circuits is the generation of “runaway” excitation if the
recurrent excitation inherent in these networks is left
unchecked. Focal interictal spikes appear to be generated through a brief period of runaway excitation that
spreads rapidly through a large local network of neurons that is terminated largely by the activation of inhibitory synaptic conductances mediated by both
GABAA and GABAB circuits.2 Studies have shown that
functionally aberrant GABAA subunits are expressed
during the early phases of epilepsy development,32 and
interestingly, reduction of GABAB receptor function
has been demonstrated in tissue from both rodents33
and humans34 with temporal lobe epilepsy.
If the interhemispheric differences in MT in patients
with focal epilepsy are taken to indicate an ipsilateral
effect, it could imply that there is a reduction in sodium channel conductivity decreasing membrane excitability on this side. This may be secondary to the
change in GABAergic functions and could play a protective role limiting the spread of seizures. Alternatively, and less likely in our opinion, if the MT results
are taken to indicate a contralateral effect, it could be
interpreted that in the contralateral hemisphere there is
relative membrane hyperexcitability or increased sodium channel conductivity, which could also play an
inhibitory role by reducing the threshold for activation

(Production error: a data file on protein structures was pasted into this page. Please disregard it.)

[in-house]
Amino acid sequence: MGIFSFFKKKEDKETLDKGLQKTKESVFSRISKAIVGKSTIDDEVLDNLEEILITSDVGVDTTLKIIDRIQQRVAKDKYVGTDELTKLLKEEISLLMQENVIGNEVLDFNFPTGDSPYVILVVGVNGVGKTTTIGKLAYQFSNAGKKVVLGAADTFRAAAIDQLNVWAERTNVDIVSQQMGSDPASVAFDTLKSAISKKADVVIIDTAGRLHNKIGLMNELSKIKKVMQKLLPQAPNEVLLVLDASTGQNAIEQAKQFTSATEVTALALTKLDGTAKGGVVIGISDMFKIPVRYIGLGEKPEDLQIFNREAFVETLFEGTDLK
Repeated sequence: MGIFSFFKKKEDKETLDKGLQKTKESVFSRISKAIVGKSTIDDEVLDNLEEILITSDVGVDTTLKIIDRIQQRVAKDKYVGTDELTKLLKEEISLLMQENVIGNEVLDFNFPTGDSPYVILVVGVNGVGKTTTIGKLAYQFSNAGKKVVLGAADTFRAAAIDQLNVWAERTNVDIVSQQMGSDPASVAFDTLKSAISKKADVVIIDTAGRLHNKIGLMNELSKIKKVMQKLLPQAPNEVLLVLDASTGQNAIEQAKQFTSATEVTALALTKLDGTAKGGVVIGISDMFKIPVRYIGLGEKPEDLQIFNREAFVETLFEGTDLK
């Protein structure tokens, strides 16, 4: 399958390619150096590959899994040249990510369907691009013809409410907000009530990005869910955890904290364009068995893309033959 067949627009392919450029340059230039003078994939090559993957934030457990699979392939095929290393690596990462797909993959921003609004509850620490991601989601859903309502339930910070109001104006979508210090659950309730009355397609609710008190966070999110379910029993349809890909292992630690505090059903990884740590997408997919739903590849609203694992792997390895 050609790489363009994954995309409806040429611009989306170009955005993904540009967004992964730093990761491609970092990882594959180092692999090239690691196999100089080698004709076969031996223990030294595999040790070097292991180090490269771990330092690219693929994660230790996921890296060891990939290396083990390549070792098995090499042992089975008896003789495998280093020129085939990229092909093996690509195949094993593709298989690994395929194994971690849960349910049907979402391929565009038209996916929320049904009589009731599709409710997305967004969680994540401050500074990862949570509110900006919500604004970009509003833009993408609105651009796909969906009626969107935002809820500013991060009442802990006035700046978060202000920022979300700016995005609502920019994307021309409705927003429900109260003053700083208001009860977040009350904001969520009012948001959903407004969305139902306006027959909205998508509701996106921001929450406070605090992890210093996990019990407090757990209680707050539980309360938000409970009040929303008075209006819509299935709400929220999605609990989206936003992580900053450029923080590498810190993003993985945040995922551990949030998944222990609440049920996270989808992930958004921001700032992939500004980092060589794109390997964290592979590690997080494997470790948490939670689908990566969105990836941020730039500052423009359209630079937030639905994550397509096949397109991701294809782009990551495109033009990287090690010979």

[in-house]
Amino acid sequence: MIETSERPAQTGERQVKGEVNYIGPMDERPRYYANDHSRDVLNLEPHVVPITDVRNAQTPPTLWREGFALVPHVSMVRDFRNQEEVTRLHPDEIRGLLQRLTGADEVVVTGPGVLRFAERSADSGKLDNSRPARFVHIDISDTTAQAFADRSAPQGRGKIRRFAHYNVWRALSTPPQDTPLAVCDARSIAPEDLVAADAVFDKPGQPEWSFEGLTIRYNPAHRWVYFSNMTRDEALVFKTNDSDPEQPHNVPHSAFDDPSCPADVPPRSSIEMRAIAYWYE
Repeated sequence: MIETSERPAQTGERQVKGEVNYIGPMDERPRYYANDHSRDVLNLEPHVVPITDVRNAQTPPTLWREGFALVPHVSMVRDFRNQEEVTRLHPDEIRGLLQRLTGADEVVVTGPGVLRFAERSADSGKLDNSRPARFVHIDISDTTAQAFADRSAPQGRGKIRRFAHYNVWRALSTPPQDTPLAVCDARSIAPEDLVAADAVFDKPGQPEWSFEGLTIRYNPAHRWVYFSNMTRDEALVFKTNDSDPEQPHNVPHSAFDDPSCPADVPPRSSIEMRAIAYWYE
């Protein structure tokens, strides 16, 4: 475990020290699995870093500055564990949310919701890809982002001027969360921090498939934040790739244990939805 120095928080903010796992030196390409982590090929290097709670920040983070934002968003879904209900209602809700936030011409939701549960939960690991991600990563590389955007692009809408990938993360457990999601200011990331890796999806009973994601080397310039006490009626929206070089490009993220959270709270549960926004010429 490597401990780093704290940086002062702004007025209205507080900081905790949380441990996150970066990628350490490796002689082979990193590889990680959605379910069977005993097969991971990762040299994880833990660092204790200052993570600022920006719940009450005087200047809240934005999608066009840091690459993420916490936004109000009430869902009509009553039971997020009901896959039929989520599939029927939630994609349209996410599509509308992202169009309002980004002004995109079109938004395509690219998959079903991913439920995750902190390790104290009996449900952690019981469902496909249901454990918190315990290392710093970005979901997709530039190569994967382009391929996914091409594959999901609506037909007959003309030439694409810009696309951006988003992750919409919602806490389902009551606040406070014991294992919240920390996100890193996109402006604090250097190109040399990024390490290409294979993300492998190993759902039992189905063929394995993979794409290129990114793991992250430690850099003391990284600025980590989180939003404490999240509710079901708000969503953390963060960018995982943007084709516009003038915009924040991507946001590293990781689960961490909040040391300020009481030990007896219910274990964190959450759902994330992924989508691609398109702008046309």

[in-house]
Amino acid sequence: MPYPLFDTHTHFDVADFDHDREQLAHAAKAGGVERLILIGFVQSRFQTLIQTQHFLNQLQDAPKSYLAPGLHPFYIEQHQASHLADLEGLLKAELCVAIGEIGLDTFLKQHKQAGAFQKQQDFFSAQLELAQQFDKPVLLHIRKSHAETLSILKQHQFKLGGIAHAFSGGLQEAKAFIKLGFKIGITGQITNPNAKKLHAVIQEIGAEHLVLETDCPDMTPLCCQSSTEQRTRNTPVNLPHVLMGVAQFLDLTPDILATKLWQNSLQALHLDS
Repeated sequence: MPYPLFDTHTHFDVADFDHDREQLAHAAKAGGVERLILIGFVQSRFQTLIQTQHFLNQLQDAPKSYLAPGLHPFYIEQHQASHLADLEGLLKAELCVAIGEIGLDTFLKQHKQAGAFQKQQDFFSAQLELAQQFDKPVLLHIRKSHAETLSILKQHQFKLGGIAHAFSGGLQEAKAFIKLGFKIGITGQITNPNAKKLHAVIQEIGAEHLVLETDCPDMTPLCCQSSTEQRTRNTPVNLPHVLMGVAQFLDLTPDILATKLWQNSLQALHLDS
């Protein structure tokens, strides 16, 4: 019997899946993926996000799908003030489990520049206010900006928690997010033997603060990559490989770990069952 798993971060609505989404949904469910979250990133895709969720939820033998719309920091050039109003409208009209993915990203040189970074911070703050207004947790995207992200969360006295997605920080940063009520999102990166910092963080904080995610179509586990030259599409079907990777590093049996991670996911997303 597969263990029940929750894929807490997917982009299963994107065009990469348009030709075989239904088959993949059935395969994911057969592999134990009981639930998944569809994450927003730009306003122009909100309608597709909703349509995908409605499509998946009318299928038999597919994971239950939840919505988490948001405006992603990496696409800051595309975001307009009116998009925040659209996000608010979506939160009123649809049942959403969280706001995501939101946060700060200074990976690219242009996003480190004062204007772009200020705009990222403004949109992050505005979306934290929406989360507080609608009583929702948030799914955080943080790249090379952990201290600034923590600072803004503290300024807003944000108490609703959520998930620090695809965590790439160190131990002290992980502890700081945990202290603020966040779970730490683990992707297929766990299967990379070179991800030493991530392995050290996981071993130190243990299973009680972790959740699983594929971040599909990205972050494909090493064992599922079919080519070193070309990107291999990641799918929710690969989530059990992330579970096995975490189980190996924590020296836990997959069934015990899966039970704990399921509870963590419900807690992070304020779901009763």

of interhemispheric corticocortical inhibition.35
TMS has proved to be a useful means of investigating the mechanisms of epilepsies. We were able to
demonstrate noninvasively that the major disturbance,
altered GABAergic function in the motor cortex, is
widespread and bilateral in patients with IGE, yet remains localized to the affected hemisphere in patients
with focal epilepsy whereas spreading beyond the epileptogenic focus. This lends further support to the contention that pathophysiological differences exist between focal and generalized epilepsies.
We thank the neurologists in the First Seizure Clinic for their help
in recruiting the patients and providing input for the study, Dr R.
Briellmann for her continual support throughout this work, Dr M.
Fedi for his help with the statistical analysis of the results, Dr I.
Helbig for his help, the EEG technicians at Austin Health, and the
participants who gave up so much of their time to make this study
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Badawy et al: Cortical Excitability and Epilepsy
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generalized, change, cortical, focal, differential, excitability, epilepsy